Unfortunately, they were dead wrong about that dog’s identity.

According to the initial Fox report: “Chanel, a wire-haired dachshund, died at her owners’ home in Port Jefferson Station on Long Island, N.Y.”

Accurate enough — not to mention fair and balanced — but a bit off, timing-wise. Chanel died at age 20 nearly five months ago.

It was the new World’s Oldest Dog who died this week: Otto (above), also a dachshund, residing in Britain.

Otto, nearly 21, was officially crowned the most senior canine in the world by the Guinness Book of Records in October of last year, after the timely death of Chanel.

On Wednesday, Otto’s owner took him to the vet, who recommended that Otto, suffering from stomach tumors, be put down, according to the Daily Mail

Peter Jones, 68, said he and his wife Lynn, 53, were devastated by the loss. The dachshund-terrier mix was playful to the end. They attributed his longevity to “plenty of love, plenty of good food and regular check-ups at the vets.”

Describing his pet’s final day, Jones, of Shrewsbury, said: “He slept in my bed. He woke up in the morning and he gave me the usual kiss…I was having a bath, he wanted to play, and he brought me his ball. But as soon as I bounced it a couple of times he went asleep again. He was absolutely cream crackered.” (British readers, translation please.)

CHANELMost who would pick up the story from the British press got it right. But apparently the folks at Fox News goofed up in Googling, came across the old stories on Chanel (left) and re-reported her death instead.

Others would go on to repeat the error (though we’d hope they’d have it corrected by now), including Shortnews.com.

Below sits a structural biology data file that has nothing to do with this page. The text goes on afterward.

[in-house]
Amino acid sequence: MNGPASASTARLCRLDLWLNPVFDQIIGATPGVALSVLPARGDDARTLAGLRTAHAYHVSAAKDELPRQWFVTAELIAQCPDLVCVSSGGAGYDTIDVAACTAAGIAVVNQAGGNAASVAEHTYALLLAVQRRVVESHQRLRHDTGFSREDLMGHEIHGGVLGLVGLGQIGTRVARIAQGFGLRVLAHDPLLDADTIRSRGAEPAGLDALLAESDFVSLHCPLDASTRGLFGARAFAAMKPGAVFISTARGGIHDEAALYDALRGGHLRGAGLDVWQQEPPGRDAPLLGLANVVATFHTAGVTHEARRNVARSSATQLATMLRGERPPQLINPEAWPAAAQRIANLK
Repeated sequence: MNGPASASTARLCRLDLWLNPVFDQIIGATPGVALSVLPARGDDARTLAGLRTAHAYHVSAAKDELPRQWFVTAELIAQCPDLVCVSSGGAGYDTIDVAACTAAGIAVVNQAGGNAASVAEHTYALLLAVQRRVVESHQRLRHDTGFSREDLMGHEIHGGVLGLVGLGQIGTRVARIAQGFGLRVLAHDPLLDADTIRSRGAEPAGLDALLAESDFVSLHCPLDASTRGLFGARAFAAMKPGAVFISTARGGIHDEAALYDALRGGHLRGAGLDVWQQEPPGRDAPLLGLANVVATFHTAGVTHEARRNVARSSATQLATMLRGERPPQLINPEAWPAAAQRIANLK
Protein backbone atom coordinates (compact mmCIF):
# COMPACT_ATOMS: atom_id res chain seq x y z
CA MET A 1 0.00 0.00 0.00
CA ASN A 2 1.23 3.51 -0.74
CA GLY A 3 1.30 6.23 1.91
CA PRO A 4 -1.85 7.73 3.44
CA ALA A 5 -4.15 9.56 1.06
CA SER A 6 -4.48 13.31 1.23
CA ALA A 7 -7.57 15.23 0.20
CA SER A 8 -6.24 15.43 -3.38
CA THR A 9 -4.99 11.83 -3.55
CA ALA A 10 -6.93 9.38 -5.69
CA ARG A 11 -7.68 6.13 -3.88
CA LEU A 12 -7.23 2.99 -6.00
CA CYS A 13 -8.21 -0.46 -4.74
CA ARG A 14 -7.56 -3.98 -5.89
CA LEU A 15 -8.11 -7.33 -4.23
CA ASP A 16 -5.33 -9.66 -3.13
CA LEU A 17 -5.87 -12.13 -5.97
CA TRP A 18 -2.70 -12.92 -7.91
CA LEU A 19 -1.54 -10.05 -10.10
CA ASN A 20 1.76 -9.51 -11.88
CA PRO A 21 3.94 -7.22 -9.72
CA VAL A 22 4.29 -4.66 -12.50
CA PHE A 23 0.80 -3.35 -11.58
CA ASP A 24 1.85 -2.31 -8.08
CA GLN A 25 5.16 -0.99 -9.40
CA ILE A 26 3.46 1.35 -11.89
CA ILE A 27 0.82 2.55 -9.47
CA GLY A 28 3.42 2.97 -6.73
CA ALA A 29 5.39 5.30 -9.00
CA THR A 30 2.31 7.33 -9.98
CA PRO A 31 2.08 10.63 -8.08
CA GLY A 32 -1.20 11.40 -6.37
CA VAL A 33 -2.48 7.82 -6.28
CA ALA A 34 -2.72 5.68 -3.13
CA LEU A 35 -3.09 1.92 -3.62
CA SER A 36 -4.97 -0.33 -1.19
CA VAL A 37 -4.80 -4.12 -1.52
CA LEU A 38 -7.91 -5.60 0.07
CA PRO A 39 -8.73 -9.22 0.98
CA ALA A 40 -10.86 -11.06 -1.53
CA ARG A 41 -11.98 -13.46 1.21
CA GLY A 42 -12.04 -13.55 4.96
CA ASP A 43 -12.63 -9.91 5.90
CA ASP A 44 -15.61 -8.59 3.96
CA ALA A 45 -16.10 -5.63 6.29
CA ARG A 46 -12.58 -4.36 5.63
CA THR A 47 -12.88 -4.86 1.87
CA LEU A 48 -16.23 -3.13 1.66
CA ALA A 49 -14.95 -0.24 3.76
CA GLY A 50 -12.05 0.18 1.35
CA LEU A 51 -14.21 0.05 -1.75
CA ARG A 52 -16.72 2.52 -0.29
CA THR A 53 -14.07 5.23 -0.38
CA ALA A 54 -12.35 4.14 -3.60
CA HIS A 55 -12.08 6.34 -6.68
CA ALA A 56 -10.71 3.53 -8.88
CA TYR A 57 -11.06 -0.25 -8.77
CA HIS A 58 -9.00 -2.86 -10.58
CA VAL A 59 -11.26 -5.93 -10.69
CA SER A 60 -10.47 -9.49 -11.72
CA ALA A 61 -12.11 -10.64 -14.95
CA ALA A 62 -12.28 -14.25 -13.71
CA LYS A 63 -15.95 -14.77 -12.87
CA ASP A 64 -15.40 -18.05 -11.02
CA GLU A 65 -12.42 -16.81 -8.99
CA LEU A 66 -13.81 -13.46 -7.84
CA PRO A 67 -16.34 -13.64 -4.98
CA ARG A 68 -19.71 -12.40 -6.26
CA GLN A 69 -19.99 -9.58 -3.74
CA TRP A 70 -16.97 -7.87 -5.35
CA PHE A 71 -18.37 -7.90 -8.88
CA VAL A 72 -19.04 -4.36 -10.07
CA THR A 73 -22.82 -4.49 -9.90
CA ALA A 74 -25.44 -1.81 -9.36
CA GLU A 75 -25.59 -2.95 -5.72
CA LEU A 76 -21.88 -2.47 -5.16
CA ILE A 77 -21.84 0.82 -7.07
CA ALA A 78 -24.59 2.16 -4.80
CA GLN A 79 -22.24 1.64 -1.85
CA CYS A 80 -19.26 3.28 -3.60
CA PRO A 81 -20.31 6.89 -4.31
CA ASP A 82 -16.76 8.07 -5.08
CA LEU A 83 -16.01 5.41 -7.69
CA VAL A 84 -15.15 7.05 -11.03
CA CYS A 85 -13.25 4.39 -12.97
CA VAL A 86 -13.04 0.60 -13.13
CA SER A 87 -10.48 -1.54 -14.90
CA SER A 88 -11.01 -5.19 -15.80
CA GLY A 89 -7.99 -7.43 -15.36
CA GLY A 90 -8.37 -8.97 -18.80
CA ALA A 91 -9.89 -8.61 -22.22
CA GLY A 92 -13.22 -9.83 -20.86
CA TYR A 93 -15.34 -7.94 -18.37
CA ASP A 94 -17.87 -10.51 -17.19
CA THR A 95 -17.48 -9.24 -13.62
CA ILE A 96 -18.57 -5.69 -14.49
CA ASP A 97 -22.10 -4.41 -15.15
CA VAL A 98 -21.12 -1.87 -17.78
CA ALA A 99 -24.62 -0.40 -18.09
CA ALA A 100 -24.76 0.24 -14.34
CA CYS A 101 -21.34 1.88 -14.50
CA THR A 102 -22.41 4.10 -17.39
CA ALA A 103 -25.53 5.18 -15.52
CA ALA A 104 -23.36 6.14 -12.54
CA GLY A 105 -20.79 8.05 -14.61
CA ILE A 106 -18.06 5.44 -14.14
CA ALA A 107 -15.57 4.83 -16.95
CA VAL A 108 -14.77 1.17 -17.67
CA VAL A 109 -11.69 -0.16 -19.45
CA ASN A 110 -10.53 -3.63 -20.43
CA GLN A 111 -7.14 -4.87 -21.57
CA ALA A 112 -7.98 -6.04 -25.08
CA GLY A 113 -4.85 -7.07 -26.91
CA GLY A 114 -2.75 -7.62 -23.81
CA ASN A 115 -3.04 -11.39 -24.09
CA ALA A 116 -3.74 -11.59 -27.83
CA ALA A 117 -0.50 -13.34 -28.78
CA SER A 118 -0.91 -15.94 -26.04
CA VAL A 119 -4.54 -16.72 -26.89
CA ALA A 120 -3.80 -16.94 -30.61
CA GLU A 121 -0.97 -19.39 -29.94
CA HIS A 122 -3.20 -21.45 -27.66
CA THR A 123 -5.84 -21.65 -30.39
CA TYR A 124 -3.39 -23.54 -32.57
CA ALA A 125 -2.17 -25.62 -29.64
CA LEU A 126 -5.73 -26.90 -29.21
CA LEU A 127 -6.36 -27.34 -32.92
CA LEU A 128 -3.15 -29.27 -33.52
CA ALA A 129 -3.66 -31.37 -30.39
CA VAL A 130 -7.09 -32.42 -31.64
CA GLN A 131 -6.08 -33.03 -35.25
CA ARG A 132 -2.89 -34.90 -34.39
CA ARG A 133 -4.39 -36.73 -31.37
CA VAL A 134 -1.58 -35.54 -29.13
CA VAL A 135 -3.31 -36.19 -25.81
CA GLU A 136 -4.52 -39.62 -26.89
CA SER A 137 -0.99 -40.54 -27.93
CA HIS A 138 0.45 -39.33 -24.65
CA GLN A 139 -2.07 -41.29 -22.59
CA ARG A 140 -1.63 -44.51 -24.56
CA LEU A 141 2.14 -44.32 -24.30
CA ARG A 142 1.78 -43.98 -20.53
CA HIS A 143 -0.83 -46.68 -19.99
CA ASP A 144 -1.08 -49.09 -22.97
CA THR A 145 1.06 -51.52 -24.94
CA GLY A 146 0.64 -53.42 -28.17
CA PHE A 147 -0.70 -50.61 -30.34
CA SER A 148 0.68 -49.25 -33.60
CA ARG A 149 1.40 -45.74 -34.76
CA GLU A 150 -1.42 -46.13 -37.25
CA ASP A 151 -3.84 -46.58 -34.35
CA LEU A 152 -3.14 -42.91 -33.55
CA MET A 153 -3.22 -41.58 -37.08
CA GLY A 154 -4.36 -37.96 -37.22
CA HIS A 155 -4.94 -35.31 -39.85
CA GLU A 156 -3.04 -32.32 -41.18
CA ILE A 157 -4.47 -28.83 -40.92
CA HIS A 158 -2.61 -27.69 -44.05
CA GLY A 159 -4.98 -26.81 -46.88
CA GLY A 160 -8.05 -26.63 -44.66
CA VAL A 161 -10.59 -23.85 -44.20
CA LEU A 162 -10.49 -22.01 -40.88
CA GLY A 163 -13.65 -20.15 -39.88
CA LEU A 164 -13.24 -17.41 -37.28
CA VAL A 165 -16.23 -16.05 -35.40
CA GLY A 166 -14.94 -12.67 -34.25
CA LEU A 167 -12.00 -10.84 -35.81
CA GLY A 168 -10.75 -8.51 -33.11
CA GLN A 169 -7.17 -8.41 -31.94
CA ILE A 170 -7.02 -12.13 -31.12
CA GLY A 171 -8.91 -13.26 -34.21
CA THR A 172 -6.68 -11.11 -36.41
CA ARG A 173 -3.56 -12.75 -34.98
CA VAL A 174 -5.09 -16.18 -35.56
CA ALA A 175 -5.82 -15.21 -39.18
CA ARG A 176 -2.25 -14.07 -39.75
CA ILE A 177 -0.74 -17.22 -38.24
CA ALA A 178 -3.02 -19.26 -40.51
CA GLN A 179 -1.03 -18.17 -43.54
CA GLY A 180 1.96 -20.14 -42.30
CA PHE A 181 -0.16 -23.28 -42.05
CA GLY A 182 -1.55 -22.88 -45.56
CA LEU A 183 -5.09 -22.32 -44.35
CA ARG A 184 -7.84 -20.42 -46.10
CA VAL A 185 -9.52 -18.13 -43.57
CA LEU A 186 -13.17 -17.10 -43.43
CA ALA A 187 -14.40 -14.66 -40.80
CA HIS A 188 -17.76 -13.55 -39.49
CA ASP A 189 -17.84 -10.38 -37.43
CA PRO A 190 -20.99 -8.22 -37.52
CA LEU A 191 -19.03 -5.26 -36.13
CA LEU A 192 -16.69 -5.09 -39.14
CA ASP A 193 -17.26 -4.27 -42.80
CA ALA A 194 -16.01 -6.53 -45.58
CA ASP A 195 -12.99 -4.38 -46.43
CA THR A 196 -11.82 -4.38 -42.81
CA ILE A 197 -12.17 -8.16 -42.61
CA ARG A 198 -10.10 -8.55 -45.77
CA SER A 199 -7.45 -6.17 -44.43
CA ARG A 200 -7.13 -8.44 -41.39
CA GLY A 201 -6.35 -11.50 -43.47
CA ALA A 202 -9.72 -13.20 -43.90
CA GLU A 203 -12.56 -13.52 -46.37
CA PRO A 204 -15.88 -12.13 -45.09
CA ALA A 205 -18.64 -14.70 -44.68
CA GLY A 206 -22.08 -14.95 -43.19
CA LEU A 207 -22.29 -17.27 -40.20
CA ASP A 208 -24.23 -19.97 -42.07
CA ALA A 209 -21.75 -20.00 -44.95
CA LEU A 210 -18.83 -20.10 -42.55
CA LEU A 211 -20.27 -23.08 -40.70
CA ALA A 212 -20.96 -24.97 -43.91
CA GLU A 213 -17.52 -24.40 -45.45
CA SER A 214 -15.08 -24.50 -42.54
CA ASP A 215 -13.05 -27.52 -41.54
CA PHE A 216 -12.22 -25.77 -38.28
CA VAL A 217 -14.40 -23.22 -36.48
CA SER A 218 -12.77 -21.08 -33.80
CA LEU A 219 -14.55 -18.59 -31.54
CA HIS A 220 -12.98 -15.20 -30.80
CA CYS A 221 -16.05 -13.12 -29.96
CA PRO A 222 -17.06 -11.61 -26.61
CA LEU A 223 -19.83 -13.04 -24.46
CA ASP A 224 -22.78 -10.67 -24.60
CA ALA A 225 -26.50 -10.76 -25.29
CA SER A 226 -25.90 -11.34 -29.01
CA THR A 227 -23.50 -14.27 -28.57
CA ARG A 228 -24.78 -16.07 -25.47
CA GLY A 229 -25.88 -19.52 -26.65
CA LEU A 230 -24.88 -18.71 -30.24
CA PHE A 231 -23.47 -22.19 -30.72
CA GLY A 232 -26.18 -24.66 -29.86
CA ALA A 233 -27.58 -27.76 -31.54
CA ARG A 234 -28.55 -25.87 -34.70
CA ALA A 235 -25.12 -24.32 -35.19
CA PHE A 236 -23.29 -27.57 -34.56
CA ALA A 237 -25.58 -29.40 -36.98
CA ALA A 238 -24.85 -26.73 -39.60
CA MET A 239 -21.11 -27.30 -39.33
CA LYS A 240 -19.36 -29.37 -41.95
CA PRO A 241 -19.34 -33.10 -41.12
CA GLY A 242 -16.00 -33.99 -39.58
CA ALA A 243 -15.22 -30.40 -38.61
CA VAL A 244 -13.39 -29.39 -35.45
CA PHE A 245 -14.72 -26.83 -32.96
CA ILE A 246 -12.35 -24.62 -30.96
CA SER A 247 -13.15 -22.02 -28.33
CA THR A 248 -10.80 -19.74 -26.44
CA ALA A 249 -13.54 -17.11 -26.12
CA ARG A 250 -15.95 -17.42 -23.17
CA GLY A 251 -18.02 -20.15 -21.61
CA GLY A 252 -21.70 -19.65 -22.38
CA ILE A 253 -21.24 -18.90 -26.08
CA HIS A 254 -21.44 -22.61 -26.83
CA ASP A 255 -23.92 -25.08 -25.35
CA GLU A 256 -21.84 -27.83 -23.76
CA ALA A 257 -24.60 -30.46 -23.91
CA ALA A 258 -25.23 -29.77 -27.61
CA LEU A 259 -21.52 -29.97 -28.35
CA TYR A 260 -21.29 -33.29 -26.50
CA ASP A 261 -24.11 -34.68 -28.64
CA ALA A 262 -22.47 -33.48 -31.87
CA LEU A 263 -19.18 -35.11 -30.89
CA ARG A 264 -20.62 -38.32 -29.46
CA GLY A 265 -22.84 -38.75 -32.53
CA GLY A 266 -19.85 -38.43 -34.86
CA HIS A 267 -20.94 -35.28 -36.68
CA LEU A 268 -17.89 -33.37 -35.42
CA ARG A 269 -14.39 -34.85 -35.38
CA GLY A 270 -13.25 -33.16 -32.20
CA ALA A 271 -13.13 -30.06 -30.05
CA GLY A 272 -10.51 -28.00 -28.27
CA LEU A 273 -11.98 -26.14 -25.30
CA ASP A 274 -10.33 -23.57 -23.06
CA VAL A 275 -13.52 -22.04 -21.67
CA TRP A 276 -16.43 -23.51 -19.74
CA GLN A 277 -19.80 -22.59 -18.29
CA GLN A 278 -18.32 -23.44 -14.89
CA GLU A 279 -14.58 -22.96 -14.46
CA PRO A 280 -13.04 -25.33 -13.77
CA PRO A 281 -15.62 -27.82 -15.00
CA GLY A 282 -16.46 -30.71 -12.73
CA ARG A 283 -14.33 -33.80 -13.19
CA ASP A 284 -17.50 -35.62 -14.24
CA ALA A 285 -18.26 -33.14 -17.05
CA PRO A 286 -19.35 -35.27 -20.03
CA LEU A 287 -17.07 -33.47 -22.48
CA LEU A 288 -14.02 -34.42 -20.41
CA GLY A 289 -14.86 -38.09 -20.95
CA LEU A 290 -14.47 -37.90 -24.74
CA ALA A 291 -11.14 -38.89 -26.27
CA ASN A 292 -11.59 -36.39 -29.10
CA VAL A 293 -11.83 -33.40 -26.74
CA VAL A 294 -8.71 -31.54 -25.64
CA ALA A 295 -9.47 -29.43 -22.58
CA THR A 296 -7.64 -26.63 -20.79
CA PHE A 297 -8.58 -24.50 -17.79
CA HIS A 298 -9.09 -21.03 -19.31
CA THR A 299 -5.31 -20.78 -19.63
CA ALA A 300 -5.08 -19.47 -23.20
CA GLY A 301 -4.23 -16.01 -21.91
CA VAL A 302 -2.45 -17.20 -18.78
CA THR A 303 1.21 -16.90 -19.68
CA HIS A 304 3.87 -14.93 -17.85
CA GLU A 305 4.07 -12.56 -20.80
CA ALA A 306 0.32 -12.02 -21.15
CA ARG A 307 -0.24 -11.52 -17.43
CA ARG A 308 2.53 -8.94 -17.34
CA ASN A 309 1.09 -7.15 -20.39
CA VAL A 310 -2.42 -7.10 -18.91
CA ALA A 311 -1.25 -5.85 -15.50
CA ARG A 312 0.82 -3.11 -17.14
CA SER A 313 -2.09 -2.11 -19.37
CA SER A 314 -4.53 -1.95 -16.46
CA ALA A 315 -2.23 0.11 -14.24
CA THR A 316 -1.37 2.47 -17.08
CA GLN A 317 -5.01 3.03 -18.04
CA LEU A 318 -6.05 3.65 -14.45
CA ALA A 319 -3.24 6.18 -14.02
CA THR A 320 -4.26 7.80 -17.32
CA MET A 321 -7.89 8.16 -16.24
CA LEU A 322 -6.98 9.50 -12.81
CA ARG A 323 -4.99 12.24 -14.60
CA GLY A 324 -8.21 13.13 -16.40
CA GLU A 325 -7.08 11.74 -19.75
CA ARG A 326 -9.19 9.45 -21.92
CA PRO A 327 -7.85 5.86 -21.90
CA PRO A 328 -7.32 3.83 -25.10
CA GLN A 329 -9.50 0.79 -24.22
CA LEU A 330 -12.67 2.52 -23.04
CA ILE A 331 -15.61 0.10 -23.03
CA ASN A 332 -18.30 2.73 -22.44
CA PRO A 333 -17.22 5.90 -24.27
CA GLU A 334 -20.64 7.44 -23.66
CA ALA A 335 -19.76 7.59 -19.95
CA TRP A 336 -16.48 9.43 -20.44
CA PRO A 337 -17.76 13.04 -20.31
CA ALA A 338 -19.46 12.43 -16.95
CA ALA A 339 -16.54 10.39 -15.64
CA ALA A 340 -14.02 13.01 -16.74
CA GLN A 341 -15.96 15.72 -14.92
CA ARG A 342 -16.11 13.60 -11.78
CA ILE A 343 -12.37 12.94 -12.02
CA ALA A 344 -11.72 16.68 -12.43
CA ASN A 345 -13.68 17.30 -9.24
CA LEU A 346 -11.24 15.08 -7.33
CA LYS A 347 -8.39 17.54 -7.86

A new world’s oldest dog will be named by Guinness.

Rest in peace, Otto.

And you, too, Chanel.

Time to bury Casey Johnson, and this story

Reports of Casey Johnson’s funeral have been greatly exaggerated.

Both TMZ and RadarOnline reported the heiress was buried Sunday — without her dog Zoe, who is reportedly still alive.

Now, still more celebrity-centric websites are reporting that information was erroneous. No funeral has taken place.

Nicky Hilton and Bijou Phillips, Johnson’s lifelong friends, went to the home Johnson shared with Tila Tequila last week to pick up Johnson’s two dogs, Zoe and Elvis.

0108_casey_dogs_ex3Johnson before her death had expressed her wishes to be buried with Zoe’s cremated remains, and Tequila insisted there were plans to put the dog asleep so that it could be buried with the Johnson & Johnson heiress.

Spokesmen for the family have denied the claim.

UPI, based on information from TMZ,  reported today that the dogs have not been put to sleep and are with Johnson’s family.

The whole thing — too many celebrities, too much drama, too many lies, too many abbreviations and all the shabby reporting – is giving OMD a headache.

Keeping abreast with Newt’s Nook

newtsnook

 
We’re proud to unofficially unveil the sign that will welcome visitors to “Newt’s Nook — A Home for Pitbulls.”

Now under construction in Celina, Texas, the shelter was made possible by a $5,000-plus donation from a Dallas strip club owner — the amount being a refund of what she paid to attend a dinner to receive an “Entrepreneur of the Year” award from Newt Gingrich’s organization, American Solutions for Winning the Future.

American Solutions, as we told you yesterday, mistakenly bestowed the honor on Dawn Rizos, the owner of The Lodge, a popular Dallas strip club.